Gardening with Daphne: Experimenting with sweet potatoes

Daphne's experimenting with sweet potatoes.
Daphne's experimenting with sweet potatoes.
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Regular readers will probably remember that I’m experimenting with sweet potatoes this year.

I had slips (unrooted cuttings) from Thompson and Morgan and plug plants from Suttons in late spring; at first it seemed that plugs were the better bet, but as the summer wore on, there was little to choose between them.

Being rather sceptical about their performance outdoors, despite both companies assuring me that they were varieties suitable for outside cultivation in the UK, I potted them on into increasingly large containers inside, but by the beginning of July, growth was so rampant that it was clear they needed more space than the greenhouse would continue to give them.

Sweet potatoes are related to our native bindweed, and if you think what some of the hedgerows are looking like at the moment, you can imagine the tangle they were getting into, so apart from one in a very large tub I am keeping as a ‘control’, I decided to move them out into the raised beds as they were emptied of earlier crops.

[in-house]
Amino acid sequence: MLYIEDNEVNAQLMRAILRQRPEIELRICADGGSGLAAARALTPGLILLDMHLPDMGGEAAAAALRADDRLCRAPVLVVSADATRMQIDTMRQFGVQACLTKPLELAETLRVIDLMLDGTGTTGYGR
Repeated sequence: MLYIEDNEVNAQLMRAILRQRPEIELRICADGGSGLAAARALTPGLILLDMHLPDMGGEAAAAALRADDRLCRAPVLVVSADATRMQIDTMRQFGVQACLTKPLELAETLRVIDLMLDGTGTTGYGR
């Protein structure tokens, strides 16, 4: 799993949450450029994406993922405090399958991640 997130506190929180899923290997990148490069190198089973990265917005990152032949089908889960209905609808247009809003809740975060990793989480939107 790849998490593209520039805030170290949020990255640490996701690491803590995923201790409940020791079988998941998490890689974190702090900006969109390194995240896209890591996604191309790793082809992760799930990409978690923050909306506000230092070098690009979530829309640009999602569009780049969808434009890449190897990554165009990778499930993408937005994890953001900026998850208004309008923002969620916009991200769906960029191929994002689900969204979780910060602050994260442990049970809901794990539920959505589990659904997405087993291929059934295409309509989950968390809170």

Since then the top growth has continued to spread to fill all available space, including the gravel hardstanding on which the beds are situated, and the one left in the greenhouse is twining happily round the cucumbers and threatening to strangle the tomatoes.

Those planted outside suffered no check being moved into the fresh air, so I suppose all I can do now is wait and see.

As yet, they have not produced any of the blue convolvulus-like flowers that may have appeared, but as I’m not growing them for how pretty they could look, I’m not bothered.

There are about three plants to a 1 metre square bed, which just about allows them the space recommended by both suppliers, and apparently apart from regular watering and a liquid feed (when I remember), I can do no more until mid-autumn, when they should have produced their tubers.

Fingers crossed that when I eventually investigate the crop, they will have produced some tubers – I’ll settle for anything larger than a cocktail sausage!